Presentation on theme: "Utility Management Providence Health System - Oregon Environment of Care."— Presentation transcript:
Utility Management Providence Health System - Oregon Environment of Care
Purpose You need to: Have a basic understanding of what utilities do and how they support patient care. Effectively respond / support patient care if one of these systems fail. The hospital utilities support all the essential building systems and medical equipment used to care for patients. Control Panel for Heating, Ventilation and Air Conditioning Systems (HVAC)
Learning Objectives Upon completion of this course, you will be able to: Identify each utility and state it’s function. Know how to report a utility failure and obtain repair services. Identify Code White as the utility failure code for the hospital. Know how to access your department’s Utility Contingency Plan. Know how to prevent electrical shock.
What Are Utilities? Utilities are basic building services. They include: Electricity Water Sewer Natural Gas Medical Gases Pneumatic Tube Systems Telephones Computers
Electricity When normal service fails, the generators support: Essential building systems Fire safety systems Red Medical equipment plugged into Red outlets Emergency Electrical Service is supplied from the hospital’s emergency power generators. The hospital also has a Uninterruptible Power Supply (UPS) system. It permits power sensitive equipment to function normally during transitions in power supply. UPS outlets are orange. Few Satellite buildings have emergency powered generators.
Natural Gas Service The hospital uses natural gas as the primary fuel for the boilers to make steam and hot water. Natural gas also supports food service and lab processes. The hospital has backup diesel fuel supplies to fire the boilers if the natural gas supply fails.
Water and Sewer Water is needed for: Drinking and cooking Bathing and cleaning Flushing the toilet Steam production Heating and cooling systems Cooling some clinical equipment The Sewer Service allows for waste disposal from the facility.
Heating, Ventilation and Air Conditioning Systems (HVAC) The functions of HVAC include: Heating to support room comfort Ventilation to support air quality and infection control Cooling to support human comfort and in some locations equipment function
Piped Medical Gases Medical gases include oxygen, nitrogen, nitrous oxide, and carbon dioxide. They are supplied from the hospital medical gas storage systems. Medical gases are distributed to specific outlets throughout the hospital. Medical Air is also distributed via special outlets throughout the hospital.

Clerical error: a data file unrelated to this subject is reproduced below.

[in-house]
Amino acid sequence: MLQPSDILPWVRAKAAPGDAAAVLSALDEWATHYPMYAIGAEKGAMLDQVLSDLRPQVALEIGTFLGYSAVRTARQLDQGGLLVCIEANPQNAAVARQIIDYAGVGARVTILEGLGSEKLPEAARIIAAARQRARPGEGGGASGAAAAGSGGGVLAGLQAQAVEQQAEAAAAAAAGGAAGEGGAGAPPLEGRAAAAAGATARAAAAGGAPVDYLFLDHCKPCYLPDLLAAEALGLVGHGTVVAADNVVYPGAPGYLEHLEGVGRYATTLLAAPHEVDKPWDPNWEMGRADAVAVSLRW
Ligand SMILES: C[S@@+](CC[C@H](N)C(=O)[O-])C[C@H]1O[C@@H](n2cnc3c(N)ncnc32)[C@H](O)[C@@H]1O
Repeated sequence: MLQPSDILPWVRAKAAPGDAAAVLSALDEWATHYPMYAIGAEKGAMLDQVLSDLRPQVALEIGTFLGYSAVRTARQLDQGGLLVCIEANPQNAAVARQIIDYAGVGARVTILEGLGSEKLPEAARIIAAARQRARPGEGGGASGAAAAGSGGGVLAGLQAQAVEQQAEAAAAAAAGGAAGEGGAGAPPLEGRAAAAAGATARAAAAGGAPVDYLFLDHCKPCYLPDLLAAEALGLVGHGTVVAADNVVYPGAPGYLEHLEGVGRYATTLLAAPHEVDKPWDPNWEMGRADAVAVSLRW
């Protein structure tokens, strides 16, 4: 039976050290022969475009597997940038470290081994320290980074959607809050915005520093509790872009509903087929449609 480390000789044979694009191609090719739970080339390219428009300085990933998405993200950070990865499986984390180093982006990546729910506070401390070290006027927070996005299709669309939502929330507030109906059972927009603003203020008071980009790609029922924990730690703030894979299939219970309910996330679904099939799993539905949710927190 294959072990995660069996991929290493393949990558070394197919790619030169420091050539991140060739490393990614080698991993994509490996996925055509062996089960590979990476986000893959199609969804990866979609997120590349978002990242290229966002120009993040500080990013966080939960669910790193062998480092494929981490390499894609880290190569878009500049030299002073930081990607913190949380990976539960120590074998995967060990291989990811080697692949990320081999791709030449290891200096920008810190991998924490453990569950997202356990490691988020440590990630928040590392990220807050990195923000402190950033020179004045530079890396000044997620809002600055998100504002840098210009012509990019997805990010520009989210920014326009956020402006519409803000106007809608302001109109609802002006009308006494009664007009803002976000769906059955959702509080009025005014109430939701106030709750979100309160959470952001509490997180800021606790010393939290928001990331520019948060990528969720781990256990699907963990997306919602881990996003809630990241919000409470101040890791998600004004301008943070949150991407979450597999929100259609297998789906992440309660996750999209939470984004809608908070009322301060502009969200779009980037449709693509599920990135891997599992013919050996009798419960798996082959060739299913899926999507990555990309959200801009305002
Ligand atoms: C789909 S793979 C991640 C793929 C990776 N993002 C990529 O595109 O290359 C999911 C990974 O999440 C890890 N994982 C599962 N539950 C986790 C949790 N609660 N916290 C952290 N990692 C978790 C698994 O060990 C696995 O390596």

Fire Protection System The fire protection systems are operated and maintained by the Hospital’s Physical Plant and the Satellite’s Maintenance Departments. Smoke detection systems are designed to operate at all times. Fire sprinklers turn on when a defined temperature is reached. Fire alarms are triggered by either the smoke detection or fire sprinkler systems. They produce audible alarms and visual strobe signals.
Additional Systems Additional systems include: Medical Vacuum System Pneumatic Tube System Computers Telephone Service
Utility Management The Physical Plant Department manages most utilities. For assistance, call: (PPMC) 503-215-6105. (PSVMC) 503-216-5000. (PMH) 503-513-8877. Information Services manages computers, printers, software applications, telephones, voice mail, and pagers. For assistance, call the IT Help Desk at 503-216-2800. For the Satellites, the Maintenance Departments are listed in the Emergency Flip Chart.
Utility failures may include: Electricity Water Sewer Natural Gas Medical Gases Pneumatic Tube Systems Telephones Computers The purpose of a Code White is to alert employees to a hospital-wide failure of one or more utility systems. WHITE CODE WHITE Utility Failure
All departments throughout the Portland Service Area have Utility Failure Plans that identify what action you need to take in the event of one or more utility failures. You need to know the location of your Utility Failure Plan. Contact your Safety Manager, Department Manager, or Safety Coordinator if you have any questions. Utility Failure
Emergency Shut Off Only the Nurse Manager or their designee can shut off medical gases in response to a request from emergency responder/s (i.e. Fire Department).
Electrical Shock Electrical shock happens when a person becomes part of a short-circuit. This can happen if a person touches: A damaged electric device An electrified object
Prevention of Electrical Shock You can decrease the risk of electrical shock and prevent Injury. Check all medical equipment before use: Inspect the power cord for fraying, splicing, and wear Check the device’s cover for cracks, holes, and other damage Check all connections
For More Information Check the Safety WebPages on the Intranet for: Environment of Care (EOC) Manuals Contact information for your Safety Managers Use this Intranet link : For more information, refer to your Department Emergency Manual (Flip Chart) or talk with your Department Safety Coordinator or Manager. http://phsnet.phsor.org/safety/